In some embodiments, criteria are put on place by the service owner. In one embodiment, a specific criterion may be a certain amount of change in a group's usage factor in comparison to the original total reserved storage space allocation. If the actual change matches one criterion or more for a given group, it triggers a redistribution of a subset of the groups allocated storage space.

In some embodiments, once one group's usage factor changes to the extent that it triggers a change, the locator server 100 redistributes the storage space for all groups to match the current usage factors. In other embodiments, only a fraction of the total number of groups participate in any one reserved storage space redistribution. In some embodiments, there is a set of criteria utilized to determine when a redistribution is required of storage server allocation per prefix string. In different embodiments, these criteria may include one or more usage factors changing significantly enough in relationship to each of their corresponding reserved total storage portions.

In some embodiments, one or more additional servers are brought online when one group meets its criteria for redistribution (i.e. redistribution criteria). In these embodiments, when a group meets its redistribution criteria, the group is allocated new storage space on one or more new storage servers. Thus, only the group meeting its redistribution criteria would require redistribution of its allocated storage space.

In some embodiments, the string prefix utilized may change in length to facilitate redistributing a portion of a group to another server. Thus, if the server allocated to store user data corresponding to usernames beginning with “q” is full, the “q” group may be split into two or more groups and using a partial redistribution process. The original server that was allocated to store the entire “q” group may now only store the “qa” through “qm” portion of the “q” group, and a newly allocated server may now store the “qn” through “qz” portion of the “q” group.

In some embodiments, redistribution may occur by allocating another locator server at a 2nd tier of locator servers (a tiered embodiment of locator servers is discussed in greater detail above). A 2nd tier locator server may be brought online to locate user data locations in a limited range utilizing longer prefix strings.

FIG. 2 is a flow diagram of one embodiment of a process to assign servers for user data file storage based on username choices. The process is performed by processing logic that may comprise hardware (circuitry, dedicated logic, etc.), software (such as is run on a general purpose computer system or a dedicated machine), or a combination of both. Referring to FIG. 2, the process begins by processing logic sorting usernames corresponding to user data files into groups of usernames with the same prefix string (processing block 200). The prefix string is a string of a certain length that starts with the first character of the username. Thus, if the string is one in length “samantha,” “stephen,” and “sarah” would all be in the same group, but “william” and “1smith” would each be in groups different from each other as well as different from the “s” group including the first three usernames. Again, even though the groups are referred to as username groups, the groups actually consist of user data files, wherein the username field within the user data file is the key to sorting and storing the file into a common group. In many embodiments, prefix strings in one locator may have different lengths. For example, the prefix string of one group may be the letter “q” while another is “se”.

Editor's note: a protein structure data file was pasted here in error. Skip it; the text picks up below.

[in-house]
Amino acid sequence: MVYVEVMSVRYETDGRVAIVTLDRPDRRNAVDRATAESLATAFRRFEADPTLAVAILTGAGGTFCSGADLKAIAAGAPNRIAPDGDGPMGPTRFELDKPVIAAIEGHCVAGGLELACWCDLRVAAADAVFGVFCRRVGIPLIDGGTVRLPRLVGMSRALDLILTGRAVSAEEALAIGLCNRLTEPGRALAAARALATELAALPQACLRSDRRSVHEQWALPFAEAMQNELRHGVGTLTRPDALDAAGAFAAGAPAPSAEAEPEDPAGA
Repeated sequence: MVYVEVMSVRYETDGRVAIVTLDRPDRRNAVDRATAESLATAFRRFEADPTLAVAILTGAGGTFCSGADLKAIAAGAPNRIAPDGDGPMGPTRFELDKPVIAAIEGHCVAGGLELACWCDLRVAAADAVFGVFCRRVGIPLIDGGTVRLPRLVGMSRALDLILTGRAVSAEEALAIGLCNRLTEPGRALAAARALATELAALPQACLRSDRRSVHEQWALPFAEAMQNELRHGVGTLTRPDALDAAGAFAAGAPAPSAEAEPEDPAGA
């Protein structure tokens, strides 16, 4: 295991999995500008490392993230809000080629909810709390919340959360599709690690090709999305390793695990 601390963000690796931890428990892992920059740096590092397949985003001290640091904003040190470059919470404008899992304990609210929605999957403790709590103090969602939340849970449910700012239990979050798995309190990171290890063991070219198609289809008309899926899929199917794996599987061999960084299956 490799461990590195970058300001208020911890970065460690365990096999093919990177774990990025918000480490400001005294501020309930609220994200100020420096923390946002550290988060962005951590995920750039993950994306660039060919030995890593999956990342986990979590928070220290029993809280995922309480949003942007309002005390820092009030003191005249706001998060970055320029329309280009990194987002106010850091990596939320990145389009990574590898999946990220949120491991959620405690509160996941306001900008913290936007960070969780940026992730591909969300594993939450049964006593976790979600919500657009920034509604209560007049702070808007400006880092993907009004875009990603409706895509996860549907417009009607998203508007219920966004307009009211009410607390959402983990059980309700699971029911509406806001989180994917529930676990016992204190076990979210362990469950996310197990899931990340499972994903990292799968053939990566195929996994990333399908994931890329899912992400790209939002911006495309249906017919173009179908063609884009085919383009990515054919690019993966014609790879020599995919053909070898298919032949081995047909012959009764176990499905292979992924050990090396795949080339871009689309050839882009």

Next, processing logic calculates the usage factor for each username group (processing block 202). The usage factor for any given group can be proportional to the number of usernames in that group divided by the total number of usernames in the database. Then, processing logic reserves a portion of the total storage space for each group that is equivalent to the usage factor for that group (processing block 204). In some embodiments, the reserved storage space for a group is a contiguous logical space within the total storage space that is represented by an address range of storage locations.